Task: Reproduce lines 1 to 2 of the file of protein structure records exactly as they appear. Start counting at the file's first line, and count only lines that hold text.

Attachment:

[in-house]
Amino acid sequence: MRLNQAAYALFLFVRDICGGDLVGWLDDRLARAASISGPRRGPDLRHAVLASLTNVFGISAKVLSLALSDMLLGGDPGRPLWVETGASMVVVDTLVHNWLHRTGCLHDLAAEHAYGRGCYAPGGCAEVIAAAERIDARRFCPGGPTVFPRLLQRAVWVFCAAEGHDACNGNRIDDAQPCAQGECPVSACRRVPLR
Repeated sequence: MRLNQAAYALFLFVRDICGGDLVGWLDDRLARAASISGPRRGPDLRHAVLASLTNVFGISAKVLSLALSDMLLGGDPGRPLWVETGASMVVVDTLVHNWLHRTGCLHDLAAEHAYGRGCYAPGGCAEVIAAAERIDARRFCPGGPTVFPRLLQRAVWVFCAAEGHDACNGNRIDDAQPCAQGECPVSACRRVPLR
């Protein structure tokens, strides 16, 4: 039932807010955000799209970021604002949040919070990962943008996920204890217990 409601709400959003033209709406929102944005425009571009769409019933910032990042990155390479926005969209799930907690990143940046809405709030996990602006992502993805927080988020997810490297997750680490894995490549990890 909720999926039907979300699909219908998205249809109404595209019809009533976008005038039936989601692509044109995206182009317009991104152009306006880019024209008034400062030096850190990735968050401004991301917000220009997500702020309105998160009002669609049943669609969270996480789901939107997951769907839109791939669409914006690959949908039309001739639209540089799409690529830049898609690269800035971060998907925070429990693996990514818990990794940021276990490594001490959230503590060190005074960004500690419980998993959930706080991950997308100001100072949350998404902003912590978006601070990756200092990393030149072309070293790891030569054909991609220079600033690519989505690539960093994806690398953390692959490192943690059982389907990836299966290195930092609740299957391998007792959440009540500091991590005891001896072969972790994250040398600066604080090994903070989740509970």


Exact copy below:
[in-house]
Amino acid sequence: MRLNQAAYALFLFVRDICGGDLVGWLDDRLARAASISGPRRGPDLRHAVLASLTNVFGISAKVLSLALSDMLLGGDPGRPLWVETGASMVVVDTLVHNWLHRTGCLHDLAAEHAYGRGCYAPGGCAEVIAAAERIDARRFCPGGPTVFPRLLQRAVWVFCAAEGHDACNGNRIDDAQPCAQGECPVSACRRVPLR